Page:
He rarely ever said it during the day at all, except when it was clear that one or both of them needed it, when one of them returned overdue from a mission gone wrong, when death had been narrowly defied yet again with a penance of one kind of injury or another, or, once, when a bad mission had left her body intact but her confidence seriously shaken. She was new to the burdens of command, but he understood, and the first time she'd lost someone off-world she had shaken in his arms for nearly an hour while he told her over and over that, no matter what happened out there or what happened in his kitchen when she'd tearfully broken under the strain of keeping her brave face intact, he loved her.
He said it at night, when they were cuddled up in his bed or, sometimes, hers, regardless of whether or not they'd had sex, when she was happy and warm and just on the brink of falling asleep. They had most of their deeper conversations there, skin to skin, in murmurs and whispers under the cover of darkness. When he said it then, she usually didn't reply in kind. After the all-encompassing warmth and devotion that seemed to exceed his words themselves, making even her toes shiver, "I love you, too" sounded trite to her.
She had to find her own times to say it. Invariably, she always gasped it out during sex, because when their bodies were joined and his eyes met hers she felt it so strongly that there was no way it could be contained in her thin frame, and it leapt out of her mouth like a living entity of its own. Although it took more courage that way, she liked to say it apropos of nothing, when the emotion built up in her to the point where she would hug him close in whatever room of whichever of their houses they were in -- she, also, was shy about saying anything or being too cozy anywhere but at home after seven long years of hiding anything and everything they felt for each other -- and tell him.
"I love you, Jack."
She liked saying it in normal light, outside of their comfortable, dark bedroom cocoon, because his face was so remarkable whenever she did. Every time she caught new nuances of expression, of emotion. He always, every single time, looked surprised that she said it, that she meant it, that she, Samantha Carter, could possibly be in his life that way. Sometimes, less and less as they got more comfortable with their new dynamic, he even asked her, "What for?" not because he was fishing for compliments, but because he genuinely seemed to think he wasn't worthy of her, that she was some sort of karmic clerical error in his favor.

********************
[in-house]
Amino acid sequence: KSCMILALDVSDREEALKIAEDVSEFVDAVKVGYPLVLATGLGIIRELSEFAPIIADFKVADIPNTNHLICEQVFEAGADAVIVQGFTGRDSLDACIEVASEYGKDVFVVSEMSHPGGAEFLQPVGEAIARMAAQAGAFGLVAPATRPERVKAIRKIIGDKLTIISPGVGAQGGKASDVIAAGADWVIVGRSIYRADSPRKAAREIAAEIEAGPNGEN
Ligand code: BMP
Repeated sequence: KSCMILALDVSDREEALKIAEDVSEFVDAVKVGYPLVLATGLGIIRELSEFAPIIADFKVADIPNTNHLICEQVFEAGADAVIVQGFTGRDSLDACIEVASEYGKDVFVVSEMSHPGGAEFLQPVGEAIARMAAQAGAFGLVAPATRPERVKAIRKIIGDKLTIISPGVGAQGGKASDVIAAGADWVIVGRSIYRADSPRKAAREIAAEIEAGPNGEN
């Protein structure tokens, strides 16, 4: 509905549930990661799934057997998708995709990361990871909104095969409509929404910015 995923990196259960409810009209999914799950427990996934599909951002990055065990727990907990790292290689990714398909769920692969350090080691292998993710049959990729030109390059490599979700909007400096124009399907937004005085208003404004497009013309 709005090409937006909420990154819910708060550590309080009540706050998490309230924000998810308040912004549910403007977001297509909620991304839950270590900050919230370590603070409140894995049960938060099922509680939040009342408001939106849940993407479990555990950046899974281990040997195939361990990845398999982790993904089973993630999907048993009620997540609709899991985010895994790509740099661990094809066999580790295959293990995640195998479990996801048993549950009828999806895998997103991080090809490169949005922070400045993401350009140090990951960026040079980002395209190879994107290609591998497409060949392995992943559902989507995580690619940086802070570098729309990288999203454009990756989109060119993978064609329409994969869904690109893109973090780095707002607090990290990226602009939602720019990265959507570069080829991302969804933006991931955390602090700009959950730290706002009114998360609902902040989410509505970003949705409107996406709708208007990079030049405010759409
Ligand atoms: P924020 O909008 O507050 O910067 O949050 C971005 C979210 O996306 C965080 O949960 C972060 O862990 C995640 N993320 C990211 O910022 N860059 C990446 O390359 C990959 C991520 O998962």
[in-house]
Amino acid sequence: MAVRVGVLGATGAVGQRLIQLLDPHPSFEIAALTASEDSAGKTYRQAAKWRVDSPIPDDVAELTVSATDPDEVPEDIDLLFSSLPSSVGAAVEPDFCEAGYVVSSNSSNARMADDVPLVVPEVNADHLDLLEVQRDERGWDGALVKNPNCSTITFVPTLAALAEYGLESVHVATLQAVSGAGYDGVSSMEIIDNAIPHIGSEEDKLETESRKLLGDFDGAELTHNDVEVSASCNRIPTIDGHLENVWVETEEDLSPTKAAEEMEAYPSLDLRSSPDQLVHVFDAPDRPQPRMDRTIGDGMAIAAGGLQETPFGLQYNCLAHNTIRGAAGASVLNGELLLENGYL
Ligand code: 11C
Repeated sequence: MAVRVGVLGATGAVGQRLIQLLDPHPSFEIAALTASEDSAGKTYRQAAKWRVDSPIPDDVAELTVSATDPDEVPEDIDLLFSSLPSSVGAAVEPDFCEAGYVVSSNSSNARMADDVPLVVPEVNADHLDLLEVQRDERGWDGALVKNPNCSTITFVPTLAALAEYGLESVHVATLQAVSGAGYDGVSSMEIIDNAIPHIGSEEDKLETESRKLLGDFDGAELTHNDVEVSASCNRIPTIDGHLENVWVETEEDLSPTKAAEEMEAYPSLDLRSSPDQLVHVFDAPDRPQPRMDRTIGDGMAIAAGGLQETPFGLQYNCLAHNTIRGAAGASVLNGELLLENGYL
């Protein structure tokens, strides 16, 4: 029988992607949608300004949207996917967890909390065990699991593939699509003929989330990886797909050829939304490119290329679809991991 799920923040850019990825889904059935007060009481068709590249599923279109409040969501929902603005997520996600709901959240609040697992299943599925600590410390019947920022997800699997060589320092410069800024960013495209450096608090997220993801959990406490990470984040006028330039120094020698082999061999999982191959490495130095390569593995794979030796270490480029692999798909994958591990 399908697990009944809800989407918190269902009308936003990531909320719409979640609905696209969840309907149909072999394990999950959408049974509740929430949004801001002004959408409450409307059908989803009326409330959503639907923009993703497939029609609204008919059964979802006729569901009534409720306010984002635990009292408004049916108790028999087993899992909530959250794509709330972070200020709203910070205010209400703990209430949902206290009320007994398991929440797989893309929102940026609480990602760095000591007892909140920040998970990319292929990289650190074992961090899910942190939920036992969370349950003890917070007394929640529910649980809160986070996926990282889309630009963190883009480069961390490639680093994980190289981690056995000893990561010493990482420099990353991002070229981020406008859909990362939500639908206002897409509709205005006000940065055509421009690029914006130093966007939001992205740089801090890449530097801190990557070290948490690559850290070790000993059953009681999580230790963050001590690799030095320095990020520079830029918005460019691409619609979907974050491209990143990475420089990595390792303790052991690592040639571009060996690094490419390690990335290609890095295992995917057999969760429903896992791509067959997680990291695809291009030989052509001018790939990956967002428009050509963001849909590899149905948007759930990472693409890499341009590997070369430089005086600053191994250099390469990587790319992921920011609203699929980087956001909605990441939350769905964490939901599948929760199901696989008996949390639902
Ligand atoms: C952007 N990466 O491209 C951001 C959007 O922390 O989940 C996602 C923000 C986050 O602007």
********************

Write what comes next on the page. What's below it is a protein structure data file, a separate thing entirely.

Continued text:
She didn't have a good answer for him. She did, but she was completely unsure how to put it into words beyond the few that she had already used without sounding ridiculous. People had always considered her mind remarkable, raising her up on scientific pedestals, but she only ever felt whole for him, like she was a wonderful human being in her entirety and not just valuable for all that she could do. For a long time, she hadn't been sure what that feeling was, the unusual sensation of not missing something obvious, not desperately striving for anything, just being and being okay with that. She loved him because he loved her, in a way that she had never thought it possible to be loved, and because he allowed her to love him back, as hard as she could, even after everything that he had lost.
And, after everything, now that they finally could, he let her tell him that she did, whenever she wanted to. Reminding them both that now this was okay. Making up for time that, now that they were finally together, they no longer considered 'lost,' just a necessary delay.
Because she meant it.
All the time.